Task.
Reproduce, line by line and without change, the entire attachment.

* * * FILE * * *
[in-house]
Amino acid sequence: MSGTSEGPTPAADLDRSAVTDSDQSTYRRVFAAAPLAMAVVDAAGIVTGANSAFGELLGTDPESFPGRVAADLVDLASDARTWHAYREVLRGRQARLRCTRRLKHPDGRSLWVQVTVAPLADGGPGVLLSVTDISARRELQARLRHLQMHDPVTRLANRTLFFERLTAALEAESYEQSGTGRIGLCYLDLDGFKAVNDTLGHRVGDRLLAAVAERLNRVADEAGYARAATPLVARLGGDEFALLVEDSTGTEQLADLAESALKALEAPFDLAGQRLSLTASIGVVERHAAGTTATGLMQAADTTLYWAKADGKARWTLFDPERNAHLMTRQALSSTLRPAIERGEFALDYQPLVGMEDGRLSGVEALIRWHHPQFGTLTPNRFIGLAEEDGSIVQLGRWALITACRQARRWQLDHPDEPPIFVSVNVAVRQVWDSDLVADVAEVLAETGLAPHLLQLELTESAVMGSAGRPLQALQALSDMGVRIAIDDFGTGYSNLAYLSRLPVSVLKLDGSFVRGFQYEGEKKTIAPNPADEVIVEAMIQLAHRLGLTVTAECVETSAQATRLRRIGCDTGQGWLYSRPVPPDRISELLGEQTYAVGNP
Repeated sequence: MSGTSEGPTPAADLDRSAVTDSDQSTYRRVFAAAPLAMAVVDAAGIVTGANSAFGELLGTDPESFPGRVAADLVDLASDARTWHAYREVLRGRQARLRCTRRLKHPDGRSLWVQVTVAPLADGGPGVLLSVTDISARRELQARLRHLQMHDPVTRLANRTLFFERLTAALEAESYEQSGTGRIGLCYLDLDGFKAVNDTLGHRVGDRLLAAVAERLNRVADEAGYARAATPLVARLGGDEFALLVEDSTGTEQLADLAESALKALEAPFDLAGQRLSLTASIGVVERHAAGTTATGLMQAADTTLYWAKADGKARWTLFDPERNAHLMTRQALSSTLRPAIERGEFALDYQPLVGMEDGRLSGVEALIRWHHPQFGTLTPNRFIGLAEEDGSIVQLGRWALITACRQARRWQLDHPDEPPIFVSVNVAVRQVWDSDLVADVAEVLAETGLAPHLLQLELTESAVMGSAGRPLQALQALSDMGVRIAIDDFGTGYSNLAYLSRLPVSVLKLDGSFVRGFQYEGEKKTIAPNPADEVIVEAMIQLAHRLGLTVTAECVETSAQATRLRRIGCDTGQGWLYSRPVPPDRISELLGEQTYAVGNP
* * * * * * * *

[in-house]
Amino acid sequence: MSGTSEGPTPAADLDRSAVTDSDQSTYRRVFAAAPLAMAVVDAAGIVTGANSAFGELLGTDPESFPGRVAADLVDLASDARTWHAYREVLRGRQARLRCTRRLKHPDGRSLWVQVTVAPLADGGPGVLLSVTDISARRELQARLRHLQMHDPVTRLANRTLFFERLTAALEAESYEQSGTGRIGLCYLDLDGFKAVNDTLGHRVGDRLLAAVAERLNRVADEAGYARAATPLVARLGGDEFALLVEDSTGTEQLADLAESALKALEAPFDLAGQRLSLTASIGVVERHAAGTTATGLMQAADTTLYWAKADGKARWTLFDPERNAHLMTRQALSSTLRPAIERGEFALDYQPLVGMEDGRLSGVEALIRWHHPQFGTLTPNRFIGLAEEDGSIVQLGRWALITACRQARRWQLDHPDEPPIFVSVNVAVRQVWDSDLVADVAEVLAETGLAPHLLQLELTESAVMGSAGRPLQALQALSDMGVRIAIDDFGTGYSNLAYLSRLPVSVLKLDGSFVRGFQYEGEKKTIAPNPADEVIVEAMIQLAHRLGLTVTAECVETSAQATRLRRIGCDTGQGWLYSRPVPPDRISELLGEQTYAVGNP
Repeated sequence: MSGTSEGPTPAADLDRSAVTDSDQSTYRRVFAAAPLAMAVVDAAGIVTGANSAFGELLGTDPESFPGRVAADLVDLASDARTWHAYREVLRGRQARLRCTRRLKHPDGRSLWVQVTVAPLADGGPGVLLSVTDISARRELQARLRHLQMHDPVTRLANRTLFFERLTAALEAESYEQSGTGRIGLCYLDLDGFKAVNDTLGHRVGDRLLAAVAERLNRVADEAGYARAATPLVARLGGDEFALLVEDSTGTEQLADLAESALKALEAPFDLAGQRLSLTASIGVVERHAAGTTATGLMQAADTTLYWAKADGKARWTLFDPERNAHLMTRQALSSTLRPAIERGEFALDYQPLVGMEDGRLSGVEALIRWHHPQFGTLTPNRFIGLAEEDGSIVQLGRWALITACRQARRWQLDHPDEPPIFVSVNVAVRQVWDSDLVADVAEVLAETGLAPHLLQLELTESAVMGSAGRPLQALQALSDMGVRIAIDDFGTGYSNLAYLSRLPVSVLKLDGSFVRGFQYEGEKKTIAPNPADEVIVEAMIQLAHRLGLTVTAECVETSAQATRLRRIGCDTGQGWLYSRPVPPDRISELLGEQTYAVGNP